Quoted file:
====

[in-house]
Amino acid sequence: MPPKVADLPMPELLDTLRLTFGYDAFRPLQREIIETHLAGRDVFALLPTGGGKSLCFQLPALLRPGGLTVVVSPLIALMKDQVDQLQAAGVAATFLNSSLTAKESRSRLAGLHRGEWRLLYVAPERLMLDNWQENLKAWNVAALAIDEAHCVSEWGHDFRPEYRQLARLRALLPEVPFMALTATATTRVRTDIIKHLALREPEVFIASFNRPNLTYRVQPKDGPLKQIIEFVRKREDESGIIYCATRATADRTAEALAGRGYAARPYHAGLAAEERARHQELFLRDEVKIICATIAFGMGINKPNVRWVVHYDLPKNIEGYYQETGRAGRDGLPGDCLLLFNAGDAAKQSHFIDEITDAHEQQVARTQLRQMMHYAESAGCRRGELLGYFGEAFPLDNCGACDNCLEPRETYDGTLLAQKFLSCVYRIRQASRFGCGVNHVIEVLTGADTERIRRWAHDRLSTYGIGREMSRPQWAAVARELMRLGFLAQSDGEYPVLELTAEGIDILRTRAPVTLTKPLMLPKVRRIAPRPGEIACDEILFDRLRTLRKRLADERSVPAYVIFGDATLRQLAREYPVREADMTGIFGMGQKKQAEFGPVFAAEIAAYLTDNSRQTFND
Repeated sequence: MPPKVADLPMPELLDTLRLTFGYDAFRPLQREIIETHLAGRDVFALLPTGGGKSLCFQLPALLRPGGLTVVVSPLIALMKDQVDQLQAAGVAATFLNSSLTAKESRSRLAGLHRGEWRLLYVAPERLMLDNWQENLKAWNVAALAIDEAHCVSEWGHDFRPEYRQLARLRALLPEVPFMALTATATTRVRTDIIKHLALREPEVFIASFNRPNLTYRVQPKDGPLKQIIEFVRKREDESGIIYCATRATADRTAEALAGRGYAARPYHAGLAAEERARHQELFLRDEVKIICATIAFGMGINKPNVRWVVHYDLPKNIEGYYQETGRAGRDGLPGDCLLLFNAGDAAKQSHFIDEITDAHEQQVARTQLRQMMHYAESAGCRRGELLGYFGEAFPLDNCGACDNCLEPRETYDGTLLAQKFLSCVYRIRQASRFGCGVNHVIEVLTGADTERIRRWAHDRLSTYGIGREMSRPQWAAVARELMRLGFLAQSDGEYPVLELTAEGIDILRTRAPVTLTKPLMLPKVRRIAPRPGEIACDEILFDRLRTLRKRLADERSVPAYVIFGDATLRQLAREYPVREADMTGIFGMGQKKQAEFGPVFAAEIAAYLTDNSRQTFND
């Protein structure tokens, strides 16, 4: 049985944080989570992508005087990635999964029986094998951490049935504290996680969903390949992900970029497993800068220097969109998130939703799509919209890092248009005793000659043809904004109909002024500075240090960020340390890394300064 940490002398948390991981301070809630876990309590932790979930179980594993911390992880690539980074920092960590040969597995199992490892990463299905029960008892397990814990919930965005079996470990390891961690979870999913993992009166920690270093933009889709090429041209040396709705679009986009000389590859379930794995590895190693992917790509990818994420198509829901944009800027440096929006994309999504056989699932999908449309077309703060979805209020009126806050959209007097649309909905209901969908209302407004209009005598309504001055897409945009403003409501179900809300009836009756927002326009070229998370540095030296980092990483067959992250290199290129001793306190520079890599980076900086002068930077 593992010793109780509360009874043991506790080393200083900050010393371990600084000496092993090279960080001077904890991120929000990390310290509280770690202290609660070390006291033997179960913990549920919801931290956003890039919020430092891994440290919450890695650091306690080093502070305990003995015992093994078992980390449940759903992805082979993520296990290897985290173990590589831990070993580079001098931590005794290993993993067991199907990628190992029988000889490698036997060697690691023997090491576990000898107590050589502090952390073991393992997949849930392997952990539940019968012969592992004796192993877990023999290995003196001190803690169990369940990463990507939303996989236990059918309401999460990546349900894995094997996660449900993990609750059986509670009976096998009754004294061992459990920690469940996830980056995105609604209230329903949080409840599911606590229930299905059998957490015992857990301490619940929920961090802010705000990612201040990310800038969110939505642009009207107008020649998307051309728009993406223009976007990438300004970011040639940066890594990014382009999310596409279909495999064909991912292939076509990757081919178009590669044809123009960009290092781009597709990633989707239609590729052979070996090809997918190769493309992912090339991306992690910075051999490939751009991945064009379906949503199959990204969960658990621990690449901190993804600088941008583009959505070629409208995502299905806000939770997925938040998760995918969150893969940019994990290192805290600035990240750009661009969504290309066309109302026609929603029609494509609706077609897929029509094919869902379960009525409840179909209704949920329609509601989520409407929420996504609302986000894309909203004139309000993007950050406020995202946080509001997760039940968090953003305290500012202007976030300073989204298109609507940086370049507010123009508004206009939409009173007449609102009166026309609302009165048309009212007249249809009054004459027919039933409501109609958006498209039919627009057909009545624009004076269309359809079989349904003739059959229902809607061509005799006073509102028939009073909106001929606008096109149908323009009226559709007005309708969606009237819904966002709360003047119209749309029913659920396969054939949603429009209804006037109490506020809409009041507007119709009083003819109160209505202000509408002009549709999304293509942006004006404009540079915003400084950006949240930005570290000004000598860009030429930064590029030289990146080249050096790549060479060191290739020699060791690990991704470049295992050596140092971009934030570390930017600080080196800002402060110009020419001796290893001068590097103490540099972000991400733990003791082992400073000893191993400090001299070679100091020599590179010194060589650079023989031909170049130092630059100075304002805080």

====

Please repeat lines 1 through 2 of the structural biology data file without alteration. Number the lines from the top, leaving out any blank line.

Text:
[in-house]
Amino acid sequence: MPPKVADLPMPELLDTLRLTFGYDAFRPLQREIIETHLAGRDVFALLPTGGGKSLCFQLPALLRPGGLTVVVSPLIALMKDQVDQLQAAGVAATFLNSSLTAKESRSRLAGLHRGEWRLLYVAPERLMLDNWQENLKAWNVAALAIDEAHCVSEWGHDFRPEYRQLARLRALLPEVPFMALTATATTRVRTDIIKHLALREPEVFIASFNRPNLTYRVQPKDGPLKQIIEFVRKREDESGIIYCATRATADRTAEALAGRGYAARPYHAGLAAEERARHQELFLRDEVKIICATIAFGMGINKPNVRWVVHYDLPKNIEGYYQETGRAGRDGLPGDCLLLFNAGDAAKQSHFIDEITDAHEQQVARTQLRQMMHYAESAGCRRGELLGYFGEAFPLDNCGACDNCLEPRETYDGTLLAQKFLSCVYRIRQASRFGCGVNHVIEVLTGADTERIRRWAHDRLSTYGIGREMSRPQWAAVARELMRLGFLAQSDGEYPVLELTAEGIDILRTRAPVTLTKPLMLPKVRRIAPRPGEIACDEILFDRLRTLRKRLADERSVPAYVIFGDATLRQLAREYPVREADMTGIFGMGQKKQAEFGPVFAAEIAAYLTDNSRQTFND